“Make yourself at home. The room is just like Jason left it…..he was just here, you know…..,” she said. “We thought he would……” She stopped again, choking off her words. But then she quickly recovered. “We thought he would want to use it for a little while when he got back, before he went on with his life.”

I thanked her quietly but profusely. It’s not what I’d planned but I was so grateful for her hospitality. When I was alone, I stood there in the middle of the room. It was eerie; comforting and disturbing at the same time. The room seemed to wrap itself around me, as Jason had done so many times. It was easy to imagine him there; I could almost feel his presence. I tried to imagine the day that he walked out of the room to become a Marine, expecting to return and find everything just as he’d left it; and when he did return, he would find that nothing was as he’d left it. The first thing to catch my eye when I walked in was the weights and the workout bench that took up about a fourth of the space. I walked around the room taking in every detail. The bed that he’d slept in such a short time ago was wrinkled where he’d sat on it, I suppose, to put his boots on. There was still a towel draped over the barbell from where he’d worked out last, I’m sure while he was home. There were several pictures of bodybuilders stuck to the wall. A football sat cocked against the pillow. A bulletin board displayed a dried boutonniere, some concert ticket stubs, some old newspaper clippings from the sports page, several pictures of him and his team mates as well as pictures of him and various girls. There was a concert poster on the closet door. His clothes hung in the closet, including his athletic jacket. It hung heavy with medals. I wondered if he felt the same about his athletic honors as he did about his military medals… big deal. Probably so. Oddly, there was a GI Joe doll standing on his dresser, barefoot, no shirt. I couldn’t help noticing the striking resemblance. I would learn later in conversation with his parents that he had patterned himself after GI Joe.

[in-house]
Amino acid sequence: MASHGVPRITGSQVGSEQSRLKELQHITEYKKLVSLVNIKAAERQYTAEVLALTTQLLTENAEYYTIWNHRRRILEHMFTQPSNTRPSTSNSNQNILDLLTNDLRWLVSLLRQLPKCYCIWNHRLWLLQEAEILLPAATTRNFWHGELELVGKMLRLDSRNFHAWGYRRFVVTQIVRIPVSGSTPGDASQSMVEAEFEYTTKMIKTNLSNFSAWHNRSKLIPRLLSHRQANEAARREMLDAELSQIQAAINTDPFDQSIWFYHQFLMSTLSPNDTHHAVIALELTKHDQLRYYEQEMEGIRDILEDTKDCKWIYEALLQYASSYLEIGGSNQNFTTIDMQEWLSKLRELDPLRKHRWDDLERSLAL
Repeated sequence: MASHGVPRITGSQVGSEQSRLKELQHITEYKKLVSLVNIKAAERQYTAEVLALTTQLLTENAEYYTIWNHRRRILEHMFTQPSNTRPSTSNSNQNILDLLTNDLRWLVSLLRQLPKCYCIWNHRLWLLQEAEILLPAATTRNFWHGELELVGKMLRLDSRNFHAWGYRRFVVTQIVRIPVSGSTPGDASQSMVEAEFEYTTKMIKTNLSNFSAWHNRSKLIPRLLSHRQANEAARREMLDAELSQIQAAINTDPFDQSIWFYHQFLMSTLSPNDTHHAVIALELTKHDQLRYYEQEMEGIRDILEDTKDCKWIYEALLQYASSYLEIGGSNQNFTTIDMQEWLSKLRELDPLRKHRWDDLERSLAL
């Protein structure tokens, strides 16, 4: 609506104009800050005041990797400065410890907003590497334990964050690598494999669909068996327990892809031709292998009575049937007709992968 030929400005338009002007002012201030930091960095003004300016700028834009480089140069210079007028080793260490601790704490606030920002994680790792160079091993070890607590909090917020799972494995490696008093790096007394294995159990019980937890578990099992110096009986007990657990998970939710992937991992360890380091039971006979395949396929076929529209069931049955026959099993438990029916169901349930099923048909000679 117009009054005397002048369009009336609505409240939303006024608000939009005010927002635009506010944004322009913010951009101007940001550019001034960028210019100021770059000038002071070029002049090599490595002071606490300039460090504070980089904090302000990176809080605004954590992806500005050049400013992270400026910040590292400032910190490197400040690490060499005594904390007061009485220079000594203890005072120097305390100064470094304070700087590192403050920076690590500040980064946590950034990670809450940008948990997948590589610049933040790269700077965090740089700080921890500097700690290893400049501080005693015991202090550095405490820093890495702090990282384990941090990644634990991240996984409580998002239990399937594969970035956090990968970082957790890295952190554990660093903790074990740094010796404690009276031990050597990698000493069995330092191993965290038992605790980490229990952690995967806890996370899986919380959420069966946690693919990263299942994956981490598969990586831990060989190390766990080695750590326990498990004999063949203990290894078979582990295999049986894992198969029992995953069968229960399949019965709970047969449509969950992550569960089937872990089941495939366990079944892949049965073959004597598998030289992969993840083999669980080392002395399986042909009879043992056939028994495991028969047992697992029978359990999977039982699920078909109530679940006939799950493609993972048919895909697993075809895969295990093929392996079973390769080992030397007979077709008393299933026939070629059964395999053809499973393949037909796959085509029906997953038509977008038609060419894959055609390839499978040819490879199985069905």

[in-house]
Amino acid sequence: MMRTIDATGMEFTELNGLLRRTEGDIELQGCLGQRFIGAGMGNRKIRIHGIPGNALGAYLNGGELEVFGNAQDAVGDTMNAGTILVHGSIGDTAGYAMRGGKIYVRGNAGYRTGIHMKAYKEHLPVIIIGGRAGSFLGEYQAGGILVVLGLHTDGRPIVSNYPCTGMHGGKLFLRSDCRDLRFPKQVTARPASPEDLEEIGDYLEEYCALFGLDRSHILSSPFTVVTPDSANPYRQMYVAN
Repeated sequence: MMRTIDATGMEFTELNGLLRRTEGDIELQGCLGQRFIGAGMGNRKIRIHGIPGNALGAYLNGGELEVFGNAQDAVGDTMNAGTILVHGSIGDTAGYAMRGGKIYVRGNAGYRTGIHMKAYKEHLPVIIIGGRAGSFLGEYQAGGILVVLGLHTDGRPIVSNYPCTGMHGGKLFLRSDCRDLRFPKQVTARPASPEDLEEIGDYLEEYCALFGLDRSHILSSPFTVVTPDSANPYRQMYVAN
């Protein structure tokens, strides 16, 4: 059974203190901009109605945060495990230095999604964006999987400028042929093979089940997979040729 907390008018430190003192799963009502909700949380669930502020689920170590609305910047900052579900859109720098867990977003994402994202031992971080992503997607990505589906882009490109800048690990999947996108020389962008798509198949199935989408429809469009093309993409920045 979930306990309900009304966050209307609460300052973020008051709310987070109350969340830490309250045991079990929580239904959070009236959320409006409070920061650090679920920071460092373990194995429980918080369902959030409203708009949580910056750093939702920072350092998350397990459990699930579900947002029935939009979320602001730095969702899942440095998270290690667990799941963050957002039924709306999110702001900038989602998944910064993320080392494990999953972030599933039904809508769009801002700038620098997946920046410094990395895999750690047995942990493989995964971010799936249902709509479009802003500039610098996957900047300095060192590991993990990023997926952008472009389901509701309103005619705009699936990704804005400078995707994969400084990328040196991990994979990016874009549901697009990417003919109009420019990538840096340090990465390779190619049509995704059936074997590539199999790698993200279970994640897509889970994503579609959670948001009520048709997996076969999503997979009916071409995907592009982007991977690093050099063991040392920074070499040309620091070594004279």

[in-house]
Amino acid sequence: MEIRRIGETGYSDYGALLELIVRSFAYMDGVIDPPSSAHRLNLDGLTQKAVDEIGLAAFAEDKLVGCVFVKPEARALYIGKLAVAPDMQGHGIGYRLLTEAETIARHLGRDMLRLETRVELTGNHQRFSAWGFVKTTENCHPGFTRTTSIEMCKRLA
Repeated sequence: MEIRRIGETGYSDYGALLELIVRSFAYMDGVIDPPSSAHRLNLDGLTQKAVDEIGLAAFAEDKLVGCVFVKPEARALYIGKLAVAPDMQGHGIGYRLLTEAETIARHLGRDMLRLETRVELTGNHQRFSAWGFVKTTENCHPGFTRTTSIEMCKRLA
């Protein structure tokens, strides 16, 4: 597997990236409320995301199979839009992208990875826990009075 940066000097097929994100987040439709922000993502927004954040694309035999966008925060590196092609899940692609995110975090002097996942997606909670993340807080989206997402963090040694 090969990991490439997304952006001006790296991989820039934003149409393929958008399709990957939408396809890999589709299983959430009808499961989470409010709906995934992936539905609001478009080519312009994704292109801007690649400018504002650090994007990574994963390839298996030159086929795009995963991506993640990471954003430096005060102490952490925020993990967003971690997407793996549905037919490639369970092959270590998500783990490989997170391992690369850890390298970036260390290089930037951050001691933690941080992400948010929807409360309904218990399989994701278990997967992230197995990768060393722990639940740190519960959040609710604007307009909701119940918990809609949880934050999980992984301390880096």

Mrs. Seaborn called me down to supper, she called it, not dinner.

“You take Jason’s chair,” she said, pointing to a chair at the opposite end of the table from her husband.

I felt uneasy about it but I didn’t argue. Whether it was meant as a gesture of hospitality or honor to her son, these people were not to be argued with. The three of us made casual and pleasant conversation during supper. I wondered but didn’t ask where Allen was. I thought he should have been there to comfort his parents. He was, after all, the surviving son.

“You’ve probably gathered that Jason and Allen didn’t see eye to eye on things,” Mr. Seaborn said.